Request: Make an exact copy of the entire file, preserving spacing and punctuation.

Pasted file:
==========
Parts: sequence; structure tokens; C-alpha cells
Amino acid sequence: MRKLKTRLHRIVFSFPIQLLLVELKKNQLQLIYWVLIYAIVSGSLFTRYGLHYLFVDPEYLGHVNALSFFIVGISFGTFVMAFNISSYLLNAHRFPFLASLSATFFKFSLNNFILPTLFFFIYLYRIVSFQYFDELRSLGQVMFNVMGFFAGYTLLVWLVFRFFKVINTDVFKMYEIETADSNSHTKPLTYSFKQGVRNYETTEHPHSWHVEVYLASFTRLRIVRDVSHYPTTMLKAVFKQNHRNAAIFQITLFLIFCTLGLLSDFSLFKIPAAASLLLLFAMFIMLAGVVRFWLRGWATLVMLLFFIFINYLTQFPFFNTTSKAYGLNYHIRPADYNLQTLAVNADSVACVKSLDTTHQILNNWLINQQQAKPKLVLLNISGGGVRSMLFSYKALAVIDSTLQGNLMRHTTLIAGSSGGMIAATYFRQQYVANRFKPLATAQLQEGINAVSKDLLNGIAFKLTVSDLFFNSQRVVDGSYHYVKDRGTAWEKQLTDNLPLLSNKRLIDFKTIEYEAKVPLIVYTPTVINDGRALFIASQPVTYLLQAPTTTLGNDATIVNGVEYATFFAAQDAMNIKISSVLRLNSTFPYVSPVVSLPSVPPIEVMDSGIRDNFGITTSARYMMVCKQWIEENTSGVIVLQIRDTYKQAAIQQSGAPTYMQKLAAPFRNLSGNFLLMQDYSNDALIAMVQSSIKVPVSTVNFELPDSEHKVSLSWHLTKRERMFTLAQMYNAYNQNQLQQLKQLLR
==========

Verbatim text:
Parts: sequence; structure tokens; C-alpha cells
Amino acid sequence: MRKLKTRLHRIVFSFPIQLLLVELKKNQLQLIYWVLIYAIVSGSLFTRYGLHYLFVDPEYLGHVNALSFFIVGISFGTFVMAFNISSYLLNAHRFPFLASLSATFFKFSLNNFILPTLFFFIYLYRIVSFQYFDELRSLGQVMFNVMGFFAGYTLLVWLVFRFFKVINTDVFKMYEIETADSNSHTKPLTYSFKQGVRNYETTEHPHSWHVEVYLASFTRLRIVRDVSHYPTTMLKAVFKQNHRNAAIFQITLFLIFCTLGLLSDFSLFKIPAAASLLLLFAMFIMLAGVVRFWLRGWATLVMLLFFIFINYLTQFPFFNTTSKAYGLNYHIRPADYNLQTLAVNADSVACVKSLDTTHQILNNWLINQQQAKPKLVLLNISGGGVRSMLFSYKALAVIDSTLQGNLMRHTTLIAGSSGGMIAATYFRQQYVANRFKPLATAQLQEGINAVSKDLLNGIAFKLTVSDLFFNSQRVVDGSYHYVKDRGTAWEKQLTDNLPLLSNKRLIDFKTIEYEAKVPLIVYTPTVINDGRALFIASQPVTYLLQAPTTTLGNDATIVNGVEYATFFAAQDAMNIKISSVLRLNSTFPYVSPVVSLPSVPPIEVMDSGIRDNFGITTSARYMMVCKQWIEENTSGVIVLQIRDTYKQAAIQQSGAPTYMQKLAAPFRNLSGNFLLMQDYSNDALIAMVQSSIKVPVSTVNFELPDSEHKVSLSWHLTKRERMFTLAQMYNAYNQNQLQQLKQLLR